Learn More + Earn More = Live Longer?

How long you live has a lot to do with income and education. That’s the message from experts who testified on Nov. 20 at a U.S. Senate hearing on “Dying Young: Why Your Social and Economic Status May Be a Death Sentence in America.” >> Sign up for the AARP Money newsletter. As Steven Woolf, M.D., the director of the Center on Society and Health at Virginia Commonwealth University, put it, “the lower people’s income, the earlier they die and …

AARP: Don’t Shrink Social Security’s Cost-of-Living Adjustment

The annual Social Security cost-of-living adjustment (COLA) is critically important to the financial security of the nearly 58 million Americans receiving benefits. By providing protection against inflation, the COLA helps beneficiaries of all ages maintain their standard of living, keeping many from falling into poverty. The COLA announced today is vital to millions, but at an average of just $19 per month, it will quickly be consumed by the rising costs of basic needs such as food, utilities and health …

Study: 5.2 Million Americans Will Fall Into Medicaid ‘Coverage Gap’

By Phil Galewitz, Kaiser Health News About 5.2 million poor, uninsured adults will fall into the “coverage gap,” created by 26 states choosing not to expand Medicaid under the federal health law next year, according to a study released today by the Kaiser Family Foundation. (Kaiser Health News is an editorially independent program of the foundation.) Sign up for the AARP Health Newsletter These people are projected to have incomes too high to qualify for their state’s existing Medicaid programs, but below the federal poverty …

Losing a Job and Insurance? The New Marketplace Might Help

By Michelle Andrews, for Kaiser Health News Workers who lose their jobs and their employer-based health insurance will have new coverage options when the Affordable Care Act’s state marketplaces open in October. But consumer advocates are concerned many may not realize this and lock themselves into pricier coverage than they need. Today, the only option for many laid-off workers is to continue their employer-provided coverage for up to 18 months under the federal law known as COBRA. Because they have to pay the …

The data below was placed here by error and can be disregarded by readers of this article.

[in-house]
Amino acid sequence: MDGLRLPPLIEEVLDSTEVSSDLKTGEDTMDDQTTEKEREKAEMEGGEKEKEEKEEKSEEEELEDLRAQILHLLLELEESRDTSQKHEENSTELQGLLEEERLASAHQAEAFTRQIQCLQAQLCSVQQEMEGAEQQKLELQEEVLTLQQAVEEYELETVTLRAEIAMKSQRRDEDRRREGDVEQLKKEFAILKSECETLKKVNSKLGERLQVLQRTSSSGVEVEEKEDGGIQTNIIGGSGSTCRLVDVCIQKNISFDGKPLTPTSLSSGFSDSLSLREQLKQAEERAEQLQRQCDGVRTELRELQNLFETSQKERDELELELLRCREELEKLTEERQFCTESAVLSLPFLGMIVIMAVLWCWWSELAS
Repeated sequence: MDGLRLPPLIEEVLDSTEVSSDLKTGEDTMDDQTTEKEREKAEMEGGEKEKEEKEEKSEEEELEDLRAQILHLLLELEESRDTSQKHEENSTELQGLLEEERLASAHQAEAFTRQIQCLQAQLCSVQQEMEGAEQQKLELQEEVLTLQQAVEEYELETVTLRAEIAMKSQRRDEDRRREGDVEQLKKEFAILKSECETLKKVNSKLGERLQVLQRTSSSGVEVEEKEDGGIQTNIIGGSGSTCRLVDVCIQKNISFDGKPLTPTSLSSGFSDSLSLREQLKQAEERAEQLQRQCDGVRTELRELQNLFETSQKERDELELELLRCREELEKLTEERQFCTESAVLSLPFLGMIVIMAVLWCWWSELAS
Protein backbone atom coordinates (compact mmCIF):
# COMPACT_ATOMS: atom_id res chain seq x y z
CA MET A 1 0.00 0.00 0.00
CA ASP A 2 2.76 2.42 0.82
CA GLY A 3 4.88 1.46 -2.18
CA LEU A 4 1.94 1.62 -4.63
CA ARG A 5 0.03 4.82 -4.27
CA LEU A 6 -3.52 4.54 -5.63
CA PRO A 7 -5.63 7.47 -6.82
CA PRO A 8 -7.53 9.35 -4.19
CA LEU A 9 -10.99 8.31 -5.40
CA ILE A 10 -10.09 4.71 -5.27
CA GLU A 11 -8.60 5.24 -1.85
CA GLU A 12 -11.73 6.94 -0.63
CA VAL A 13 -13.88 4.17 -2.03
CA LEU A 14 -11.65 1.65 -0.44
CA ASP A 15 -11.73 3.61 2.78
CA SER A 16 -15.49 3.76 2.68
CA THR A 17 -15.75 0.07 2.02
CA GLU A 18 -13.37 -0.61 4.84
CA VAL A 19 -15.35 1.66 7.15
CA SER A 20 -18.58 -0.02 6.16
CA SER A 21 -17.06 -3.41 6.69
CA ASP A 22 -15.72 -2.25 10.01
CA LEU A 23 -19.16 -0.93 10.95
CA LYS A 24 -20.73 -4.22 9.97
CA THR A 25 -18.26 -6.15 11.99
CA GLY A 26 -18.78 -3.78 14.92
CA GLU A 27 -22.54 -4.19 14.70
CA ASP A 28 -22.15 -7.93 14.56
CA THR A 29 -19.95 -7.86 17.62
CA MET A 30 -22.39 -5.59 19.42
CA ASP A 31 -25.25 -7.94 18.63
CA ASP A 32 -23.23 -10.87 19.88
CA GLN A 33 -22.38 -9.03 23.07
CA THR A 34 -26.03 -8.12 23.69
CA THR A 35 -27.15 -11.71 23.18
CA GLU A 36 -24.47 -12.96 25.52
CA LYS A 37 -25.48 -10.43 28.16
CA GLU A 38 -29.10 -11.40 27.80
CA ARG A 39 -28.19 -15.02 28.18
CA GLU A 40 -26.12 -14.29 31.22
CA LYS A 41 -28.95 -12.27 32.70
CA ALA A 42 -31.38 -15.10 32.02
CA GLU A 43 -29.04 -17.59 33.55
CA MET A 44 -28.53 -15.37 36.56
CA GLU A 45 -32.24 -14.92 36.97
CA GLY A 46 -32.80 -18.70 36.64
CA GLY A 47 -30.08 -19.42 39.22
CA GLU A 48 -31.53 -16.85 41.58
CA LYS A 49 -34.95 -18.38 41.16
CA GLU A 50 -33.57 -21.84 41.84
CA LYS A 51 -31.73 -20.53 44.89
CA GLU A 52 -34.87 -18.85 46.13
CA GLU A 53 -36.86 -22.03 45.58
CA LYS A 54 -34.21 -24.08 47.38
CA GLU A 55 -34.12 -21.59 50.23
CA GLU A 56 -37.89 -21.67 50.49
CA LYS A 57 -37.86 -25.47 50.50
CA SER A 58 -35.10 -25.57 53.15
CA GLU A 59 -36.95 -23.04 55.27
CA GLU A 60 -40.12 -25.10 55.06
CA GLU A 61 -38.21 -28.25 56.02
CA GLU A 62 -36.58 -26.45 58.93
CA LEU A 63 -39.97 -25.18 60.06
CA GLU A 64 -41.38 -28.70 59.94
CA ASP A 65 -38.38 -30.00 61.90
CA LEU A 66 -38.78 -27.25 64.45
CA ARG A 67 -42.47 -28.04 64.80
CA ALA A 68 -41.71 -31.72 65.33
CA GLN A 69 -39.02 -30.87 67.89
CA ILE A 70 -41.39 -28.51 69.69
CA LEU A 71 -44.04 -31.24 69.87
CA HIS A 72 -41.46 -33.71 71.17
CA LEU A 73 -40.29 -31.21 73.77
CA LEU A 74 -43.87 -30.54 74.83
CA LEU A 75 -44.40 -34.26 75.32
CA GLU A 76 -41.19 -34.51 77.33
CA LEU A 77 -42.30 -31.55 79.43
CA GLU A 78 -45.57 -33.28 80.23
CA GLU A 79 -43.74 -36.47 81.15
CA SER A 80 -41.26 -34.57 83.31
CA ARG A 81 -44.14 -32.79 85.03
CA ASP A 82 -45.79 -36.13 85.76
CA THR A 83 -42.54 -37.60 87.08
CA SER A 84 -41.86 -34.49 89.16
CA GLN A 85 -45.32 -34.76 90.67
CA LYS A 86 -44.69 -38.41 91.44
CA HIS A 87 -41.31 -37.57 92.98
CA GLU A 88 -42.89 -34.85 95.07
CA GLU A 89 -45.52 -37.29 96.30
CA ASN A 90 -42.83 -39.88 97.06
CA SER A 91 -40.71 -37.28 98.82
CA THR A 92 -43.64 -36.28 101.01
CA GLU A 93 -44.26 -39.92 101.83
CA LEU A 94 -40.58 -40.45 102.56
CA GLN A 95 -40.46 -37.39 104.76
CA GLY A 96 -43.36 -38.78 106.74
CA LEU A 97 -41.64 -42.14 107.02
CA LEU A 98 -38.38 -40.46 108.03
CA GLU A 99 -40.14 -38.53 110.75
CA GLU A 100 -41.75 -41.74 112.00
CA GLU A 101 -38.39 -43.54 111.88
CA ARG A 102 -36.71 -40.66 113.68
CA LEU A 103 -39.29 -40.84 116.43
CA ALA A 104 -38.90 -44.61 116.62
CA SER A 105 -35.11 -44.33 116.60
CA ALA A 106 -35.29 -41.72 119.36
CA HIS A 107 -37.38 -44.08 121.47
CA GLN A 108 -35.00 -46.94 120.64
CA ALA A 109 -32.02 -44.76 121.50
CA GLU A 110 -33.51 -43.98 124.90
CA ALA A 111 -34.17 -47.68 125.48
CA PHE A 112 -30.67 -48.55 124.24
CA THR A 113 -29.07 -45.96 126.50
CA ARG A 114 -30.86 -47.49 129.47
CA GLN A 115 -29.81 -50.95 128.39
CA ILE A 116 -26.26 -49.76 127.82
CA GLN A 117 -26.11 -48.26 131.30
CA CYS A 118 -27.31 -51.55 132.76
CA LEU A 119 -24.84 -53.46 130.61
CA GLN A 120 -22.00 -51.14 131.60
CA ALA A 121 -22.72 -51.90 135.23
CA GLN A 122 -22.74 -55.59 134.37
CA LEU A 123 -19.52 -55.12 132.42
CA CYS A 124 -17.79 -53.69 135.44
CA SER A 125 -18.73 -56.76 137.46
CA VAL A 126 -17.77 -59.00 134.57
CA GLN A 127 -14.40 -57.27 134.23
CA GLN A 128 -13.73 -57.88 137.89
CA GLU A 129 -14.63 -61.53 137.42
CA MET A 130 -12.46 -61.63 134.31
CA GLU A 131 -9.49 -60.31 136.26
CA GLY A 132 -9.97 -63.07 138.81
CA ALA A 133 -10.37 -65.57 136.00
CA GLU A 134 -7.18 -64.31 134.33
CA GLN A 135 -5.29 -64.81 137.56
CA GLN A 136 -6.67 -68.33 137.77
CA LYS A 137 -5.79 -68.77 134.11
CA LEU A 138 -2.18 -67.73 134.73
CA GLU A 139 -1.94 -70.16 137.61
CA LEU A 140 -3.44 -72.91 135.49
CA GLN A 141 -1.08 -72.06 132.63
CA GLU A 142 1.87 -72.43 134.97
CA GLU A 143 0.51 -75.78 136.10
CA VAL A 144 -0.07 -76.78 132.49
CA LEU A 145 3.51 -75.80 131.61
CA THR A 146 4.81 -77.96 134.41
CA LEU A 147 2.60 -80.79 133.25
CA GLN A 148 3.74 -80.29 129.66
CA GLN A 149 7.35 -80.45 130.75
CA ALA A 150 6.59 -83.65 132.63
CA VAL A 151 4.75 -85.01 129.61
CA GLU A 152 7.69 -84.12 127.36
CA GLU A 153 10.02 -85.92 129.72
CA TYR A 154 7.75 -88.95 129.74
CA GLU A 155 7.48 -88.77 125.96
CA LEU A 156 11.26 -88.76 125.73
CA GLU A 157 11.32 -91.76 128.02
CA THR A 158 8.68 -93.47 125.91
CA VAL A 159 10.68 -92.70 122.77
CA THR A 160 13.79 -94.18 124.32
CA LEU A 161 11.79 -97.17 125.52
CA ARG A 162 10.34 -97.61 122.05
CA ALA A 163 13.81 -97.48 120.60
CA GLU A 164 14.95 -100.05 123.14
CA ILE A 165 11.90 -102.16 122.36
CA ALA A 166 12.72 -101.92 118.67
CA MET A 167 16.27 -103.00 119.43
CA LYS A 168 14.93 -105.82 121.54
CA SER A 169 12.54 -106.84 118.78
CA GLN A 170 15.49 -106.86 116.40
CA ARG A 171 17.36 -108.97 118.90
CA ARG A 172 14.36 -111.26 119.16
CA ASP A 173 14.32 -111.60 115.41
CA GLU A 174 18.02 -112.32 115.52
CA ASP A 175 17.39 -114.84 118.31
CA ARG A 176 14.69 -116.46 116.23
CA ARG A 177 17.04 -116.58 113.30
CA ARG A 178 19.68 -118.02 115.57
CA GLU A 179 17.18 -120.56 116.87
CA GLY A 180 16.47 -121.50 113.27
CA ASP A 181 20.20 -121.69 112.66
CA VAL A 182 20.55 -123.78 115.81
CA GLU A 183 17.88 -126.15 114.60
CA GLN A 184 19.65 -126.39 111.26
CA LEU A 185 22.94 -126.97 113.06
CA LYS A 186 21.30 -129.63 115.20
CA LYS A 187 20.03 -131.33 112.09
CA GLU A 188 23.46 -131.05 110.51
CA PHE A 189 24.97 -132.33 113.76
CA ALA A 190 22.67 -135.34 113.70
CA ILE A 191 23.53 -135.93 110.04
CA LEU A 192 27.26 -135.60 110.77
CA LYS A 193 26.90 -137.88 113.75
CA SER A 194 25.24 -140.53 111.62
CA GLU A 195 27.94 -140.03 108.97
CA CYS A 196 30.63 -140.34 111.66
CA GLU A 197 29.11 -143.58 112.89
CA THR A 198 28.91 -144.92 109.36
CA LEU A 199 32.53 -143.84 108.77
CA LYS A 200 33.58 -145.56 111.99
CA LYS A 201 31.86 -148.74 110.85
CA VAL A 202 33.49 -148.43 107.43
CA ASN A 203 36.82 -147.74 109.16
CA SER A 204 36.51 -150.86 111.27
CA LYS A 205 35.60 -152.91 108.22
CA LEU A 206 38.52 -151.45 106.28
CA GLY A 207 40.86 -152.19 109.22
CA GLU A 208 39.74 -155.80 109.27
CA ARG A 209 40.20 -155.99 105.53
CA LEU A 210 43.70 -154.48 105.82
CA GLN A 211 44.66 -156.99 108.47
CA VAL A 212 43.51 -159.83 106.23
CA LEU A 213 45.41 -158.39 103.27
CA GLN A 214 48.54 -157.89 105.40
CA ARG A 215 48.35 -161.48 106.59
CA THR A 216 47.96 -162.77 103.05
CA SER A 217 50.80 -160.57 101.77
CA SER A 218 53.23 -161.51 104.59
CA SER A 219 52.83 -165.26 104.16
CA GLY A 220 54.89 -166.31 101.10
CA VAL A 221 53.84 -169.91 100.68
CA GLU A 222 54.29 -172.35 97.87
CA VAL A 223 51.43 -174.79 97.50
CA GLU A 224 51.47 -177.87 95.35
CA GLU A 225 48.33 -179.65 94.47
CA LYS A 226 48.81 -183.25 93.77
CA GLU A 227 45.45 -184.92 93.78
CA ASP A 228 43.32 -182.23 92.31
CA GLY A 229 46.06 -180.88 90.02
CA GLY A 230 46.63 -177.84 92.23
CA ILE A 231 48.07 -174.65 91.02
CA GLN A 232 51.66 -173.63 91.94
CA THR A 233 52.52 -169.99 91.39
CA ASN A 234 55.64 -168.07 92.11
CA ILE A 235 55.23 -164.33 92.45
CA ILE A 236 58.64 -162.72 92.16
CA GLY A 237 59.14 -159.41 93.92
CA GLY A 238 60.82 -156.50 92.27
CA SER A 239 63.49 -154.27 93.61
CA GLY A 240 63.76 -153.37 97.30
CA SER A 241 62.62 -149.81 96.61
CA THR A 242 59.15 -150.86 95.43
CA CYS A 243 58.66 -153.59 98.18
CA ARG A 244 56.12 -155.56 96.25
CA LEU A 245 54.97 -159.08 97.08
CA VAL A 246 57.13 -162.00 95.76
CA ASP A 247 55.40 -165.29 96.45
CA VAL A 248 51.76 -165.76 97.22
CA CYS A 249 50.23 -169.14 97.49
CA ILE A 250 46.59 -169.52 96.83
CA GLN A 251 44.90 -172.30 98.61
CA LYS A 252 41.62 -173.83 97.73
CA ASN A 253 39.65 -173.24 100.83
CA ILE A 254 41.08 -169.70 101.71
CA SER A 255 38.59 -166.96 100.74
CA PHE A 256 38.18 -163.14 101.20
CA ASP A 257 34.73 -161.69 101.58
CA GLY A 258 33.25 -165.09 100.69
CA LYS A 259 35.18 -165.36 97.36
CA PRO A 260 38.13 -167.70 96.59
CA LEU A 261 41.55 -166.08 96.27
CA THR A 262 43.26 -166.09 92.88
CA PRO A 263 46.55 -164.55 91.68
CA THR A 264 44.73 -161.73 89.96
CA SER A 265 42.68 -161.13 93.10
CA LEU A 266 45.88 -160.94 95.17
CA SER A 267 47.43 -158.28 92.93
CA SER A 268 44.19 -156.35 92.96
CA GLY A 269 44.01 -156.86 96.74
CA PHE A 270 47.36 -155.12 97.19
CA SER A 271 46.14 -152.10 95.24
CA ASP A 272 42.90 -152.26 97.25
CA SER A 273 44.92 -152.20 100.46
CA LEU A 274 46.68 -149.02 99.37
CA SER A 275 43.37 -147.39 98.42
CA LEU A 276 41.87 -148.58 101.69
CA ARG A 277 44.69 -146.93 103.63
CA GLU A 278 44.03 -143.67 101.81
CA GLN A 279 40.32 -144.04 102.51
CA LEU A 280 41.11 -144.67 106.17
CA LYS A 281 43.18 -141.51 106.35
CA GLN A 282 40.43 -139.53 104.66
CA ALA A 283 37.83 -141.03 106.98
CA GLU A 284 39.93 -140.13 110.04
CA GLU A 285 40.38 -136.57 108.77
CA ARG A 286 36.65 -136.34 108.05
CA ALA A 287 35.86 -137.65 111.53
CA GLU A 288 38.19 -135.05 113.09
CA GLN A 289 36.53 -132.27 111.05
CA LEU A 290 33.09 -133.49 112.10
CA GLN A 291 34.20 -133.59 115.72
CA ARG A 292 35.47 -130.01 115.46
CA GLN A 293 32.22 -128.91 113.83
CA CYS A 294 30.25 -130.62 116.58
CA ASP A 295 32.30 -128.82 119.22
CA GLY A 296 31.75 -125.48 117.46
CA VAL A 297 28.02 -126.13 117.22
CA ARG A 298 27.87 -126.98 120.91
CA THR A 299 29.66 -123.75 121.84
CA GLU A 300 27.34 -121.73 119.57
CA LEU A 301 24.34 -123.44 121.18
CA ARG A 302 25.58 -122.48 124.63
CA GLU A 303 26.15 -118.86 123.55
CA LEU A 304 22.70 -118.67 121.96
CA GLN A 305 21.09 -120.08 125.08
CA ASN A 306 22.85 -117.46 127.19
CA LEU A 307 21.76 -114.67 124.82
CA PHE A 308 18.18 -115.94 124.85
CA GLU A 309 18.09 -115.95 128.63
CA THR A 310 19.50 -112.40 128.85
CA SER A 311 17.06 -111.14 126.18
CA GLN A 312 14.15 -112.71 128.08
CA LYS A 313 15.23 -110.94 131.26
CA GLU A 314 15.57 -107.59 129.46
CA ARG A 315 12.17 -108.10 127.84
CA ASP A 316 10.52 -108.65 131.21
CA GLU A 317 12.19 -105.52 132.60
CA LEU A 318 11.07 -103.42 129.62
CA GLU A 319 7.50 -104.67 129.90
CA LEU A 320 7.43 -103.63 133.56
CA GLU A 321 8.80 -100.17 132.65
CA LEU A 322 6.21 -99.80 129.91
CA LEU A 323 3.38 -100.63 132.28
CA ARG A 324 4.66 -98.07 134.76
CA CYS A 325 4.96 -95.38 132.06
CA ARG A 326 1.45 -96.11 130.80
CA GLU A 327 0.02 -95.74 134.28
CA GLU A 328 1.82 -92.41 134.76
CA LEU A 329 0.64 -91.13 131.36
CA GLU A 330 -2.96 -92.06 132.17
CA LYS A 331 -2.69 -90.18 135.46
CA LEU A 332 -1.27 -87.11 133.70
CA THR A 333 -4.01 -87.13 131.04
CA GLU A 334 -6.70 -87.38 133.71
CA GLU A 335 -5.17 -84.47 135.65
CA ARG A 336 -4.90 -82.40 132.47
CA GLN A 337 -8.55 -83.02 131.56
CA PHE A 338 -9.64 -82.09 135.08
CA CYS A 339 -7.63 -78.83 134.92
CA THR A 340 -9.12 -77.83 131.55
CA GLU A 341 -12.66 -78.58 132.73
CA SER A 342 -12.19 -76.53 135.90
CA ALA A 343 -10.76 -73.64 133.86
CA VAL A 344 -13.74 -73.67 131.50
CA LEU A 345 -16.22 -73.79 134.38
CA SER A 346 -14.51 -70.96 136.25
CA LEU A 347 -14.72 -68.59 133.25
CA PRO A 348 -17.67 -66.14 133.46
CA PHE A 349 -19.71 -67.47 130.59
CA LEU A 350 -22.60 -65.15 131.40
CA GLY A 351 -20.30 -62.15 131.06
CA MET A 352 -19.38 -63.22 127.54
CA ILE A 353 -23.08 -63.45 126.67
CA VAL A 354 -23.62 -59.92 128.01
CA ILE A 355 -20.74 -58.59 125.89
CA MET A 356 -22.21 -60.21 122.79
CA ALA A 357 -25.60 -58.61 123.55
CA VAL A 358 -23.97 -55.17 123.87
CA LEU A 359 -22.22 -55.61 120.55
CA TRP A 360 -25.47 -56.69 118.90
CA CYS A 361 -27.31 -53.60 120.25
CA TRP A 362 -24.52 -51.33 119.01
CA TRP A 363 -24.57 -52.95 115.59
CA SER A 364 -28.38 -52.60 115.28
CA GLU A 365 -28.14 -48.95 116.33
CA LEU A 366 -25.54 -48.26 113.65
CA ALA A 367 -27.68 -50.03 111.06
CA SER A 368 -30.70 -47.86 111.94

Social Security’s 78th Anniversary: Then and Now

To help celebrate Social Security’s 78th anniversary, here is a comparison of how the country – and Social Security – have changed since 1940, when Ida May Fuller received Social Security’s first monthly benefit. Since 1940, the number of Americans age 65 and over has quadrupled, more than doubling as a percentage of the population. Sources: http://www.census.gov/prod/www/decennial.html and http://www.census.gov/population/age/data/2011.html   The number of individuals receiving a Social Security benefit, since benefit checks were first issued in 1940, has increased over …

Will You Get an Insurance Subsidy? How Much?

By Julie Appleby, Senior Correspondent, Kaiser Health News If you buy your own health insurance, you’ve no doubt heard that subsidies will be available next year to help pay the premiums. But will you get a subsidy and how much? A report from researchers at the Kaiser Family Foundation provides some insight. Based on their analysis, about 48 percent of adults currently purchasing coverage for themselves will be eligible for subsidies next year – and those subsidies will average $5,548 …